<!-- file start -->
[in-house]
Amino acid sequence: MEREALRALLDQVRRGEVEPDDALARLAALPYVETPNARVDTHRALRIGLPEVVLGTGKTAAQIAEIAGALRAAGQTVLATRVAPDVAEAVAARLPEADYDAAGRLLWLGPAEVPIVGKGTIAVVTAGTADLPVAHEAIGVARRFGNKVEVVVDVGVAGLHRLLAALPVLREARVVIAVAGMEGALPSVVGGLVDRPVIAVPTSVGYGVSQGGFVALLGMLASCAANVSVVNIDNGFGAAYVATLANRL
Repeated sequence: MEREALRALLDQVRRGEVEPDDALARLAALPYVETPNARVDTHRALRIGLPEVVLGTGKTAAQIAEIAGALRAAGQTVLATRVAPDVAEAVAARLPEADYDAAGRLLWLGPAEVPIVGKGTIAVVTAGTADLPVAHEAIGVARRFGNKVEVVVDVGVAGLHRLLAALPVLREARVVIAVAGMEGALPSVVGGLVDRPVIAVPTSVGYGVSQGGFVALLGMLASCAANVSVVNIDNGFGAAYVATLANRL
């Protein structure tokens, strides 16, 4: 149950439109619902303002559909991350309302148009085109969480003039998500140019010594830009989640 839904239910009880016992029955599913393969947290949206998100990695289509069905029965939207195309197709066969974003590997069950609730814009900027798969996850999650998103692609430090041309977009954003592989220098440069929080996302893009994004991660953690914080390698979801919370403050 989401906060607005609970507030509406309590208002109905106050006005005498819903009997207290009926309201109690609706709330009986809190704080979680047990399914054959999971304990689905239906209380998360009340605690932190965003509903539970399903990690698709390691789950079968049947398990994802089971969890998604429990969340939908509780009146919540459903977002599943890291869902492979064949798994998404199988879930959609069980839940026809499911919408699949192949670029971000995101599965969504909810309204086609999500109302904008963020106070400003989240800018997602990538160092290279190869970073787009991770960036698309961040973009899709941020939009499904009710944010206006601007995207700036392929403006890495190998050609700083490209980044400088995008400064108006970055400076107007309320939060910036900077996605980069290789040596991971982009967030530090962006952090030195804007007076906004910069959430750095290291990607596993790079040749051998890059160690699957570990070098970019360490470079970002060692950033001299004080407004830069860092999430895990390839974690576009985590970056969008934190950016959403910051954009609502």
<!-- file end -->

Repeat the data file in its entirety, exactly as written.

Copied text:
[in-house]
Amino acid sequence: MEREALRALLDQVRRGEVEPDDALARLAALPYVETPNARVDTHRALRIGLPEVVLGTGKTAAQIAEIAGALRAAGQTVLATRVAPDVAEAVAARLPEADYDAAGRLLWLGPAEVPIVGKGTIAVVTAGTADLPVAHEAIGVARRFGNKVEVVVDVGVAGLHRLLAALPVLREARVVIAVAGMEGALPSVVGGLVDRPVIAVPTSVGYGVSQGGFVALLGMLASCAANVSVVNIDNGFGAAYVATLANRL
Repeated sequence: MEREALRALLDQVRRGEVEPDDALARLAALPYVETPNARVDTHRALRIGLPEVVLGTGKTAAQIAEIAGALRAAGQTVLATRVAPDVAEAVAARLPEADYDAAGRLLWLGPAEVPIVGKGTIAVVTAGTADLPVAHEAIGVARRFGNKVEVVVDVGVAGLHRLLAALPVLREARVVIAVAGMEGALPSVVGGLVDRPVIAVPTSVGYGVSQGGFVALLGMLASCAANVSVVNIDNGFGAAYVATLANRL
């Protein structure tokens, strides 16, 4: 149950439109619902303002559909991350309302148009085109969480003039998500140019010594830009989640 839904239910009880016992029955599913393969947290949206998100990695289509069905029965939207195309197709066969974003590997069950609730814009900027798969996850999650998103692609430090041309977009954003592989220098440069929080996302893009994004991660953690914080390698979801919370403050 989401906060607005609970507030509406309590208002109905106050006005005498819903009997207290009926309201109690609706709330009986809190704080979680047990399914054959999971304990689905239906209380998360009340605690932190965003509903539970399903990690698709390691789950079968049947398990994802089971969890998604429990969340939908509780009146919540459903977002599943890291869902492979064949798994998404199988879930959609069980839940026809499911919408699949192949670029971000995101599965969504909810309204086609999500109302904008963020106070400003989240800018997602990538160092290279190869970073787009991770960036698309961040973009899709941020939009499904009710944010206006601007995207700036392929403006890495190998050609700083490209980044400088995008400064108006970055400076107007309320939060910036900077996605980069290789040596991971982009967030530090962006952090030195804007007076906004910069959430750095290291990607596993790079040749051998890059160690699957570990070098970019360490470079970002060692950033001299004080407004830069860092999430895990390839974690576009985590970056969008934190950016959403910051954009609502």